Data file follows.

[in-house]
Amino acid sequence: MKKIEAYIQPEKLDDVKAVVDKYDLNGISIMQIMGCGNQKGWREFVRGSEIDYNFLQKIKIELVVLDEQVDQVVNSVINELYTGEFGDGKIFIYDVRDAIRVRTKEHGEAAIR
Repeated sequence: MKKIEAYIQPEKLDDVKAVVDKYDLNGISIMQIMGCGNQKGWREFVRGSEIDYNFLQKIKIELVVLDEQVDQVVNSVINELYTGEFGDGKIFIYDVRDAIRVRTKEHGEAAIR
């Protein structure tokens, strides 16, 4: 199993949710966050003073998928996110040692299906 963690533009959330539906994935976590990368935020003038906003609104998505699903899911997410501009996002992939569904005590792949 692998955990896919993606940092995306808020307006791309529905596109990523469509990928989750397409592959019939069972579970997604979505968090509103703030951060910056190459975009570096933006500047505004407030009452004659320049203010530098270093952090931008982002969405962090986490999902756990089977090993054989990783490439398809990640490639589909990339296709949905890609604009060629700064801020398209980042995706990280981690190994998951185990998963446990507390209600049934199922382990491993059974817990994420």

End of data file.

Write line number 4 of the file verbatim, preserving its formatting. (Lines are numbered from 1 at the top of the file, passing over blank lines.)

């Protein structure tokens, strides 16, 4: 199993949710966050003073998928996110040692299906 963690533009959330539906994935976590990368935020003038906003609104998505699903899911997410501009996002992939569904005590792949 692998955990896919993606940092995306808020307006791309529905596109990523469509990928989750397409592959019939069972579970997604979505968090509103703030951060910056190459975009570096933006500047505004407030009452004659320049203010530098270093952090931008982002969405962090986490999902756990089977090993054989990783490439398809990640490639589909990339296709949905890609604009060629700064801020398209980042995706990280981690190994998951185990998963446990507390209600049934199922382990491993059974817990994420």